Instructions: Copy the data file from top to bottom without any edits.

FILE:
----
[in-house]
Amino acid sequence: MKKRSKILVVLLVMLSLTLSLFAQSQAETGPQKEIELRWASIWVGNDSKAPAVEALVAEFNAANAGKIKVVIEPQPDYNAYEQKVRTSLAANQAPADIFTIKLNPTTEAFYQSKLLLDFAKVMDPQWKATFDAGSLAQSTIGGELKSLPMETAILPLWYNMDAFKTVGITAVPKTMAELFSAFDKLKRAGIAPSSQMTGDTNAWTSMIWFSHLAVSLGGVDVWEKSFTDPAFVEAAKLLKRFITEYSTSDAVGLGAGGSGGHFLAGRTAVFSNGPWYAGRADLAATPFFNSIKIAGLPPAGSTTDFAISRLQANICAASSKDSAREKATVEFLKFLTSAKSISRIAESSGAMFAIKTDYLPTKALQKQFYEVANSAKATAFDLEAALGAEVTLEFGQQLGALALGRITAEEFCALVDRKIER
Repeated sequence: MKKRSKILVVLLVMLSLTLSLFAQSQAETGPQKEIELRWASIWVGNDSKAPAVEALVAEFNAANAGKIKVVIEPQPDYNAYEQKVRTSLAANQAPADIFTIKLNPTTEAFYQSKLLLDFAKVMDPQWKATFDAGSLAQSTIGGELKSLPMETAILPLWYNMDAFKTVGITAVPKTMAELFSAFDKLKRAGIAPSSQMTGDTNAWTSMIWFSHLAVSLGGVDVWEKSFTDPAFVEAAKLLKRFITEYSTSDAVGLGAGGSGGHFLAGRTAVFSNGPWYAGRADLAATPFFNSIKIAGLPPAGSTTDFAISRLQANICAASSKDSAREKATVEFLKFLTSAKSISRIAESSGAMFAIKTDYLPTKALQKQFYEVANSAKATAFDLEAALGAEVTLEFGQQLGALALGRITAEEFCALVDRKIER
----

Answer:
[in-house]
Amino acid sequence: MKKRSKILVVLLVMLSLTLSLFAQSQAETGPQKEIELRWASIWVGNDSKAPAVEALVAEFNAANAGKIKVVIEPQPDYNAYEQKVRTSLAANQAPADIFTIKLNPTTEAFYQSKLLLDFAKVMDPQWKATFDAGSLAQSTIGGELKSLPMETAILPLWYNMDAFKTVGITAVPKTMAELFSAFDKLKRAGIAPSSQMTGDTNAWTSMIWFSHLAVSLGGVDVWEKSFTDPAFVEAAKLLKRFITEYSTSDAVGLGAGGSGGHFLAGRTAVFSNGPWYAGRADLAATPFFNSIKIAGLPPAGSTTDFAISRLQANICAASSKDSAREKATVEFLKFLTSAKSISRIAESSGAMFAIKTDYLPTKALQKQFYEVANSAKATAFDLEAALGAEVTLEFGQQLGALALGRITAEEFCALVDRKIER
Repeated sequence: MKKRSKILVVLLVMLSLTLSLFAQSQAETGPQKEIELRWASIWVGNDSKAPAVEALVAEFNAANAGKIKVVIEPQPDYNAYEQKVRTSLAANQAPADIFTIKLNPTTEAFYQSKLLLDFAKVMDPQWKATFDAGSLAQSTIGGELKSLPMETAILPLWYNMDAFKTVGITAVPKTMAELFSAFDKLKRAGIAPSSQMTGDTNAWTSMIWFSHLAVSLGGVDVWEKSFTDPAFVEAAKLLKRFITEYSTSDAVGLGAGGSGGHFLAGRTAVFSNGPWYAGRADLAATPFFNSIKIAGLPPAGSTTDFAISRLQANICAASSKDSAREKATVEFLKFLTSAKSISRIAESSGAMFAIKTDYLPTKALQKQFYEVANSAKATAFDLEAALGAEVTLEFGQQLGALALGRITAEEFCALVDRKIER